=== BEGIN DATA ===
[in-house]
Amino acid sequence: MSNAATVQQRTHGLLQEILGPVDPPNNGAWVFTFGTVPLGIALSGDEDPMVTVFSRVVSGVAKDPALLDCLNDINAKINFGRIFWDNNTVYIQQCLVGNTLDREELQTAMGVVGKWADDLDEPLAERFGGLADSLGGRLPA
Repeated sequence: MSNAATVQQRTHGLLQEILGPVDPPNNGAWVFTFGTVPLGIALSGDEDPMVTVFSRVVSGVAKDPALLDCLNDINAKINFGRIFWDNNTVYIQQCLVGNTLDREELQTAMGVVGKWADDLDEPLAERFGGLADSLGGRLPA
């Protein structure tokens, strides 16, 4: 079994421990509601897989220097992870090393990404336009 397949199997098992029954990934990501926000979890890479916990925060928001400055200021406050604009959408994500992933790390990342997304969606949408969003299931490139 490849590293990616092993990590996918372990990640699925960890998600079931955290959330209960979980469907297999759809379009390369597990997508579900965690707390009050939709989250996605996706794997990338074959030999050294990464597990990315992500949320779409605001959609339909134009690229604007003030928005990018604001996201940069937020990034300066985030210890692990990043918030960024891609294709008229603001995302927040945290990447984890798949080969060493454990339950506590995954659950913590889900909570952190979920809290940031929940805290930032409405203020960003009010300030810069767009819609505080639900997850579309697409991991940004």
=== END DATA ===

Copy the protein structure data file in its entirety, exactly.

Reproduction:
[in-house]
Amino acid sequence: MSNAATVQQRTHGLLQEILGPVDPPNNGAWVFTFGTVPLGIALSGDEDPMVTVFSRVVSGVAKDPALLDCLNDINAKINFGRIFWDNNTVYIQQCLVGNTLDREELQTAMGVVGKWADDLDEPLAERFGGLADSLGGRLPA
Repeated sequence: MSNAATVQQRTHGLLQEILGPVDPPNNGAWVFTFGTVPLGIALSGDEDPMVTVFSRVVSGVAKDPALLDCLNDINAKINFGRIFWDNNTVYIQQCLVGNTLDREELQTAMGVVGKWADDLDEPLAERFGGLADSLGGRLPA
């Protein structure tokens, strides 16, 4: 079994421990509601897989220097992870090393990404336009 397949199997098992029954990934990501926000979890890479916990925060928001400055200021406050604009959408994500992933790390990342997304969606949408969003299931490139 490849590293990616092993990590996918372990990640699925960890998600079931955290959330209960979980469907297999759809379009390369597990997508579900965690707390009050939709989250996605996706794997990338074959030999050294990464597990990315992500949320779409605001959609339909134009690229604007003030928005990018604001996201940069937020990034300066985030210890692990990043918030960024891609294709008229603001995302927040945290990447984890798949080969060493454990339950506590995954659950913590889900909570952190979920809290940031929940805290930032409405203020960003009010300030810069767009819609505080639900997850579309697409991991940004």